Just in time for the long weekend, Troye Sivan dropped his stellar sophomore effort, Bloom. It's a breezy, synth-laden, and brisk ten tracks cataloging the rush of coming out, as well as the pleasure and heartaches of falling love. It's undeniably gay right from the start, beginning with the opener (no pun intended) about losing his virginity to an older man, "Seventeen." Sivan is at his best when expressing the exuberance and exasperation of romance ("My, My, My," "Bloom," "Plum," and "Lucky Strike"), and what is so wonderful about this record is that it's smart, sweet lyrics carefully describe the feeling of being a queer man in love. It's a remarkable achievement, and one of the best records of 2018. Sivan is well on his way to being a gay pop icon.
Though I love Bloom, it's important to recognize that it falls in a long tradition of queer men writing love songs and creating excellent albums in the process. Not enough of the recent press is acknowledging Bloom's lineage, so I want to pay tribute to important albums that preceded Sivan's.
Below is not a comprehensive list of gay pop records, but I am recommending four albums I adore and return to often.
Patrick Wolf's Lupercalia (2011)
By far Wolf's sunniest album, Lupercalia starts with a flood of optimism on opener, "The City." What follows is a tribute to Wolf's partner, including an ode to domesticity ("House"), the lovely interlude, "William," and the heartbroken olive branch, "Together." It's an album about the pleasures and worries of two men in love, and it still plays well. Wolf's knack for mixing chamber pop, dance music, and New Wave make Lupercalia a timeless tribute to romance.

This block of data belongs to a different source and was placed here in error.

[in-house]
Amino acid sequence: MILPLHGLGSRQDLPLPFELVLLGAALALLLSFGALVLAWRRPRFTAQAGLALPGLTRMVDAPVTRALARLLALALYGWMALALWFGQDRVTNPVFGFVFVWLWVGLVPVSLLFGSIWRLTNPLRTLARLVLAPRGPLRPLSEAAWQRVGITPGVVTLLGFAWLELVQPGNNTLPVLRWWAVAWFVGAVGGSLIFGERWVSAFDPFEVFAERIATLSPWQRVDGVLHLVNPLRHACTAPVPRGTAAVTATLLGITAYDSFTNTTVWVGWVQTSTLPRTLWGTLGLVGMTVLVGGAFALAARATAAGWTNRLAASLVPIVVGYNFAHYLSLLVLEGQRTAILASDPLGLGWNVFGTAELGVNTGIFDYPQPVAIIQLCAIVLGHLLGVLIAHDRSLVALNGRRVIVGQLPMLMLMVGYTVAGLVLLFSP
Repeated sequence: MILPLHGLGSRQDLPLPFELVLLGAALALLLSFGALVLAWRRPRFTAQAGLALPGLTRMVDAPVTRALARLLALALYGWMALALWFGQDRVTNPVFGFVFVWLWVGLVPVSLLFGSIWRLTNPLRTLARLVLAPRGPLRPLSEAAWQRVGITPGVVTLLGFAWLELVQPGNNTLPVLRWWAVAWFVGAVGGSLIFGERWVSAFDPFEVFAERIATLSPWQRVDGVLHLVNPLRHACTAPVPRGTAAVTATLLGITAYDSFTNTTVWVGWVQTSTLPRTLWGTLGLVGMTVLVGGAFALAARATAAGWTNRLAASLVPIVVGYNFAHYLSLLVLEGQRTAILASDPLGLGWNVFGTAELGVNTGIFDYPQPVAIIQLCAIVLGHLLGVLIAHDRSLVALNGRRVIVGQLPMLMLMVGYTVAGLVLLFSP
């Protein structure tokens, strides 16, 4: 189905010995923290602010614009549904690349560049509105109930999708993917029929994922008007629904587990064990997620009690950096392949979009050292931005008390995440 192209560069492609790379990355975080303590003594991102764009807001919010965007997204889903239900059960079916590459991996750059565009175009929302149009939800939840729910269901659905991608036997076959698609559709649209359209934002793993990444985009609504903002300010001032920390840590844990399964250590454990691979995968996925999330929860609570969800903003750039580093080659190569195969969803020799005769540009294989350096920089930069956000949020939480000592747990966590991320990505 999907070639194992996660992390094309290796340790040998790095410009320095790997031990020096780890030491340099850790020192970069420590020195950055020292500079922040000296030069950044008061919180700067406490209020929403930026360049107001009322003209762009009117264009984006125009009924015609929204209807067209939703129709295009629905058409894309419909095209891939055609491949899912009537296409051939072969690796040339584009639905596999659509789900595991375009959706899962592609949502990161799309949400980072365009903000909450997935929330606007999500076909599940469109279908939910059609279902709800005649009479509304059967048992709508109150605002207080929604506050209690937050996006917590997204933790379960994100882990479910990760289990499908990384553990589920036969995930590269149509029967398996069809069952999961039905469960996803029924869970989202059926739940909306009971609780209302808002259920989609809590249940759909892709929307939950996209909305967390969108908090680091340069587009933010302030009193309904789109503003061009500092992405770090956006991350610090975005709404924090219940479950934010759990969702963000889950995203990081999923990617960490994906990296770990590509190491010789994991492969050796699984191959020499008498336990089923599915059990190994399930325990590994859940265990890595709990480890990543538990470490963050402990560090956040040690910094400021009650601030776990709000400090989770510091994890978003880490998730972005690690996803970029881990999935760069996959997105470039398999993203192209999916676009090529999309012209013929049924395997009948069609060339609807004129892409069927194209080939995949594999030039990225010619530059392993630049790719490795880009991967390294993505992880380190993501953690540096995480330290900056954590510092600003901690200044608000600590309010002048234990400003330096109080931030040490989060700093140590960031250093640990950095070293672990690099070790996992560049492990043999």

Jay Brannan's Goddamned (2008)
It would be impossible to talk about gay music and not talk about Jay Brannan. His first full length album, Goddamned, surfaced in the wake of his appearance in the cult film, Shortbus. In contrast to Sivan, Brannan is interested in mixing folk and pop music, but the album still has a hooky sensibility and it meant a lot me in my early 20s. Songs like "Half-Boyfriend," "Housewife," "On All Fours," and "Ever After Happily" captured what it felt like to be young, gay, and trying to figure out dating and happiness. Brannan has an impressive catalog of records (including the especially stellar Rob Me Blind), but this is the album I return to most often.
Rufus Wainwright's Release the Stars (2007)
Another formative record from my early 20s, Release Stars plays with camp and melancholy. From the power-pop meets Phantom of the Opera love song, "Between My Legs," to the lusty "Tulsa," there is so much to love here. Wainwright's slurring delivery lends a sadness to many of his tunes, but his music highlights how extreme feelings like attraction have a bitter-sweet undercurrent.
Bronski Beat's Age of Consent (1984)
If you want to study up on gay pop, the place you need to start is Bronski Beat's Age of Consent. This is much darker record than Bloom, but without this album, we would not have a pop star like Troye Sivan. Consent is the first album by an openly gay band to discuss queer subjects and also be a hit (No. 4 on the UK albums chart, and No. 36 in the US). A lot of the tunes address homophobia ("Smalltown Boy," "Why?," "It Ain't Necessarily So"), but there is love and lust too, most notably "Heatwave" and the sexy "I Feel Love (Medley)," which takes the Donna Summer classic and brings it to new gay heights.